Thursday, September 21, 2006


I took this photo last night. I like it better today because it's mood is reflective. And I think the country is more contemplative today. In the exhilarating rush of the Midnight Coup, it was hard to step back. Things were happening so quickly.

What kind of country has Thailand become?

I was watching BBC World today. They interviewed a Thai academic who had just begun to express an opinion critical of the junta. Zap! BBC World was off the air until the segmant had finished. Clean and clinical censorship -- exactly the way it's done in China today. It's quite ironic, really. The guy the army deposed, Thaksin, was widely criticized for having exerted too much control over the Thai media.

What a difference a day makes. Yesterday, Thailand was a free country -- one of the two most democractic nations in Southeast Asia. Also the country in the region with the most democratic "experience." But today? Today this is what the coup leaders have said, according to the NY Times.

“In order to avoid problems, the Administrative Reform Council prohibits political gatherings of more than 5 people,” said Thavinand Krongkrang, a news anchorwoman on Channel 5, a station owned by the military. Violators would be jailed 6 months or fined....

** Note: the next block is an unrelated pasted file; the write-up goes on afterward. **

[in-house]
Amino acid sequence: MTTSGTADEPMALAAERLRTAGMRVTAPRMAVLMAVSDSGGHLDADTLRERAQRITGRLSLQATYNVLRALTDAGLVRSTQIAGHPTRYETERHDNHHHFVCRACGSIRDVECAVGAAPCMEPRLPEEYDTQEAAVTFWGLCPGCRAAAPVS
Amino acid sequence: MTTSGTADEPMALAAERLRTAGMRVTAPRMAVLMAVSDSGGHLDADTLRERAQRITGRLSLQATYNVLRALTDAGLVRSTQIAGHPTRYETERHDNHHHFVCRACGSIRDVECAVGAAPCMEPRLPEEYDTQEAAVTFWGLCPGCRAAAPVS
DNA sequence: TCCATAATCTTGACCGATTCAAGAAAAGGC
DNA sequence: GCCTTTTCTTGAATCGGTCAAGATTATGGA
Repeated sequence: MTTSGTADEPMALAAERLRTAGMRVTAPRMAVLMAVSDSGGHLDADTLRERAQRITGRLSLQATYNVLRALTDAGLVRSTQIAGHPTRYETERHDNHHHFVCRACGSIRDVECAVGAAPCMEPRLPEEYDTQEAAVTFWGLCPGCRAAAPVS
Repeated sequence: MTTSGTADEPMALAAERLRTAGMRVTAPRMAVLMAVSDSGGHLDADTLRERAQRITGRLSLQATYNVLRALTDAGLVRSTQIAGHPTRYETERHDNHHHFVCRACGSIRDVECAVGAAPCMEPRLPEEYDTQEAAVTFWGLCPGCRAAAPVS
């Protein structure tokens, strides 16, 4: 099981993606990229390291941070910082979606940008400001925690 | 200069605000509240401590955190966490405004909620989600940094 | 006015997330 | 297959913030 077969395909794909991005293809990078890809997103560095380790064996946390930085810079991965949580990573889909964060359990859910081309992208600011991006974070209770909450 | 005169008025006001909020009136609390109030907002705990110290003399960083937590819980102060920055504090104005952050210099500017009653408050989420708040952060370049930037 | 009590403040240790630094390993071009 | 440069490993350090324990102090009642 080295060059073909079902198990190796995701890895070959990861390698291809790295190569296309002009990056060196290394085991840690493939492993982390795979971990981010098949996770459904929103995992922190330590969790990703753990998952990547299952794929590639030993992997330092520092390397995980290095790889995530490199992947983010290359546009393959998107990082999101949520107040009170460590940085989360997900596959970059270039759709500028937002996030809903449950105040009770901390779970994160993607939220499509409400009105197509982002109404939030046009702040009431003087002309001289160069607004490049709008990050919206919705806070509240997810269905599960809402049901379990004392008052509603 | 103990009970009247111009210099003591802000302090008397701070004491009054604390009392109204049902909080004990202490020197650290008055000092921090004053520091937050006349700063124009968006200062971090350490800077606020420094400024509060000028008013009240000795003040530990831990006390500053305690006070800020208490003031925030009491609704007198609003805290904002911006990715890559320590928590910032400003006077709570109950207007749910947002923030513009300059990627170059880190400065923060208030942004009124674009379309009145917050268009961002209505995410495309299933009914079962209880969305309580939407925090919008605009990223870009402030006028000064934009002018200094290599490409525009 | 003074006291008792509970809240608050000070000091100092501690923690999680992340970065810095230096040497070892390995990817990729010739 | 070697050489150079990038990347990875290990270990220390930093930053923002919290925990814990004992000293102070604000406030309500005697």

The military also ordered the ministry of telecommunications “to control, stop or block the distribution of information through all media channels that might affect the council’s work,” meaning the activities of the junta.

The coup leaders singled out several groups... urging laborers and farmers “to remain peaceful, because any gathering or movement right now might facilitate the work of people with bad intentions to cause disturbance.”

As for students... “Any of you who has an idea or any opinion, please send your ideas or suggestions to the army,” a spokesperson said in one of the televised statements.

There was only light traffic on the streets of the city. On the sidewalks you might bump into the occassional soldier. Thai television broadcast some images which suggested to me that tanks were being postitioned toward the outer reaches of Bangkok. The Guardian reported today:

Outside Bangkok's army headquarters, a crowd of around 30 anti-Thaksin protesters confronted a group of two dozen Thaksin supporters, who were carrying banners the rival group ripped to shreds. Soldiers quickly intervened and told the pro-Thaksin group to leave.

In a separate incident at Democracy Monument - the site of mass demonstrations against the military regime in the past - an official from Mr Thaksin's Thai Rak Thai party staged a one-man protest as a crowd of around 100 people jeered him.

Soldiers later forced the politician, Thawee Krikup, into an unmarked van after allowing him to protest for several hours.

Thai newspaper the Nation said several senior government officials and others close to Mr Thaksin had been arrested, with their fates unknown.

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